August 6, 2014

Oswaldo Arcia, lefties on lefties, and swinging “too hard”

oswaldo arcia twins

After a promising rookie campaign last year Oswaldo Arcia has been a mess for most of this season, hitting .199 with 56 strikeouts in 44 games since homering in back-to-back games in early June. He's been particularly helpless versus left-handed pitching, hitting .180 with 24 strikeouts in 68 plate appearances for the season, and Ron Gardenhire recently got Arcia's struggles against southpaws some media coverage by discussing them with reporters:

Not good. Hasn't been good. He missed some fastballs [Friday] night. He had two to hit. He's just got to put the barrel on them. He's got to hit them. The first one was right there, and he just fouled it off. He's just trying to hit the ball 8,000 miles right now. Every swing he takes, he swings so frickin' hard that I don't know any way possible that your head can be on the ball. ... He's got to get away from that. He's not going to hit at this level if he continues to swing as hard as he possibly can, trying to hit the ball 8,000 miles.

I'm certainly in no position to say whether those criticisms are legitimate and/or helpful, but I will note that the Twins had similar and similarly public "swings too hard" criticisms of Carlos Gomez and, before him, David Ortiz. I'll also note that Arcia is hardly the first young left-handed hitter to flail away against left-handed pitching. Through age 23 he's hit .229 with a .625 OPS versus lefties. Here's how that compares to some other left-handed Twins hitters at the same age:

vs. LHP                PA      AVG      OPS
OSWALDO ARCIA         185     .229     .625
Justin Morneau        110     .218     .630
Joe Mauer             398     .275     .671
Rod Carew             178     .286     .704
David Ortiz            78     .234     .734

Arcia is a rarity in Twins history simply by being in the majors and accumulating regular playing time versus left-handed pitching at age 23. In fact, only 11 left-handed hitters in franchise history have at least 50 plate appearances versus lefties through age 23. I've included four of the most prominent names on that list in the above comparison with Arcia. He has the worst production of the bunch, but Justin Morneau was almost exactly as unproductive and no one was very good.

Joe Mauer and Rod Carew hit for solid batting averages off lefties, because that's just what they were born to do, but they both had modest overall production and extreme platoon splits. And that's simply how it goes with left-handed hitters. Most of them struggle against lefties initially and many of them never really learn to hold their own against them. For instance, Jacque Jones hit .227 with a .616 OPS off lefties for his entire Twins career, totaling 848 plate appearances.

In other words, for his seven Twins seasons Jones was as terrible against lefties as Arcia has been through age 23. Gardenhire used Jones as an everyday player nearly that entire time, refusing to platoon him and often starting him in the leadoff spot versus lefties. Perhaps he didn't "swing too hard," but Jones was helpless versus lefties too and Gardenhire stubbornly never let that change his strategy and the Twins' coaching staff never helped him get any better.

Want more examples? No left-handed hitter in the history of the Twins with more than 200 plate appearances against left-handed pitching has ever topped an .800 OPS off them. And among that group only Carew, Ortiz, Doug Mientkiewicz, Denard Span, Kent Hrbek, and Matt Lawton topped .750. Here are some of the bigger names who struggled against left-handed pitching while in a Twins uniform:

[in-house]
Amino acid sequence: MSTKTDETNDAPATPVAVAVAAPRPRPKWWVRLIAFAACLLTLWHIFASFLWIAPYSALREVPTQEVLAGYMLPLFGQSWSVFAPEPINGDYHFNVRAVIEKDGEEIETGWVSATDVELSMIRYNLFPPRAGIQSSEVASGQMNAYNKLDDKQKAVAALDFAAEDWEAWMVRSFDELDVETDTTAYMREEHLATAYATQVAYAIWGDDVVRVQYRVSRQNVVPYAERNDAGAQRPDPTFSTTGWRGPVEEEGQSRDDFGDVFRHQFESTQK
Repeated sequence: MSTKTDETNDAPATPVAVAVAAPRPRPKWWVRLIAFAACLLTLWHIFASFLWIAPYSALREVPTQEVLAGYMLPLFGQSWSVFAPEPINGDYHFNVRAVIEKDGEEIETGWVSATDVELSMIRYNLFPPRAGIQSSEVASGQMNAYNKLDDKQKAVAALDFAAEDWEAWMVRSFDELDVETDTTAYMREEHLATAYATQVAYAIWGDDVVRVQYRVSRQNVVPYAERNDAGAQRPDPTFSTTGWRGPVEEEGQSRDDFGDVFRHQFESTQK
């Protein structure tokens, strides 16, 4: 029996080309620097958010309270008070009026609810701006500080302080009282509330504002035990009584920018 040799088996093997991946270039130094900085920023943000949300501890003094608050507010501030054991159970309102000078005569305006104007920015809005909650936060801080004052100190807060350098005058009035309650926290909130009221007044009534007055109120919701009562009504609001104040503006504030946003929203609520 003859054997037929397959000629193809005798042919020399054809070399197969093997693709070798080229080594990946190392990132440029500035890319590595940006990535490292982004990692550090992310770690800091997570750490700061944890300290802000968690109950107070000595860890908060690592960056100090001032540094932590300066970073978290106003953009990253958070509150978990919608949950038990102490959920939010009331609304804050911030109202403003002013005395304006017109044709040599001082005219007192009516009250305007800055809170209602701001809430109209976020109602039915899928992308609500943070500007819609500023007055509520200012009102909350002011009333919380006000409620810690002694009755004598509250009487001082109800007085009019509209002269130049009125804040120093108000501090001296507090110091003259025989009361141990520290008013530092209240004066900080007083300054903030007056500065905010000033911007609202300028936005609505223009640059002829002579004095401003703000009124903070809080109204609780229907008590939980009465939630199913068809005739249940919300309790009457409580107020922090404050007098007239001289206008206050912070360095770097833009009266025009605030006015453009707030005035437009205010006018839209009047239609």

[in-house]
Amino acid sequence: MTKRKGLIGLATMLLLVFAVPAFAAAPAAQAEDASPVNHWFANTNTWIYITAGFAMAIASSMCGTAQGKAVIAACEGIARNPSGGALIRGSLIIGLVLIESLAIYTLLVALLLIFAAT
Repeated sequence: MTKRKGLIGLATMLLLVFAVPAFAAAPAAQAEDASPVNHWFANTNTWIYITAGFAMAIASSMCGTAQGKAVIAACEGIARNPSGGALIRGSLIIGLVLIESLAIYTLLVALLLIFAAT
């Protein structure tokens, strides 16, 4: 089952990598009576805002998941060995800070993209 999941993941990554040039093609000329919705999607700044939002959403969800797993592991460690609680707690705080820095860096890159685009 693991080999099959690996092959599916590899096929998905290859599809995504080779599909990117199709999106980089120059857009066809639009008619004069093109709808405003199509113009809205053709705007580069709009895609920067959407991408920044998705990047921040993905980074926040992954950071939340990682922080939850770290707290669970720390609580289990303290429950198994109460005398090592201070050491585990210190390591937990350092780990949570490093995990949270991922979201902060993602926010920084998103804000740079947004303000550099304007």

vs. LHP              OPS
Jimmie Hall         .564
Jacque Jones        .616
A.J. Pierzynski     .647
Jason Kubel         .673
Tony Oliva          .690
Justin Morneau      .711
Corey Koskie        .725

Morneau won an MVP award and is one of the best half-dozen hitters in Twins history, but he hit just .251 with a .298 on-base percentage and .414 slugging percentage off lefties. Tony Oliva is a borderline Hall of Famer, but he had a lower OPS against lefties than thoroughly mediocre right-handed hitters like Brendan Harris, Steve Lombardozzi, and Dustan Mohr. Going beyond the Twins, across all of MLB this season lefty hitters have a .649 OPS off lefty pitchers.

My point isn't that Arcia ought to stick with his approach versus lefties. It also didn't work in the minors, where he hit .265 off lefties compared to .330 off righties. He absolutely needs to improve against them in order to fulfill his potential and hopefully Twins coaches can help him. However, the fact that he's struggling with lefties so far isn't necessarily some sort of character flaw and it may not mean anything at all other than he happens to be a left-handed hitter.


For a lot more about Arcia's struggles, plus a review of the Twins' trade deadline moves and non-moves, check out this week's "Gleeman and The Geek" episode.

  • blindeke

    think the Cubs are telling Baez that he swings too hard?

  • hrunting

    Thanks for this, AG. The most interesting aspect of watching the Twins right now is getting to see the youngsters and thinking about what may develop. Sometimes it looks rough, and I appreciate the reminder that in addition to being young, they have flaws that maybe aren’t that rare.

  • haplito

    Gardenhire’s quote should read “If you’re Latino, or you talk too much, or — god help you — both, you’re never getting off my shit list.”

    • Kirk

      Came here to say that. If you are talented, Latino, and show any emotion, you might as well go elsewhere…

  • jgale

    Any chance the someone will show your column to Arcia? It might help his confidence and we all know that 50% of baseball is 90% mental.

  • Shane Wahl

    Will you just admit that Ron Gardenhire needs to be fired now?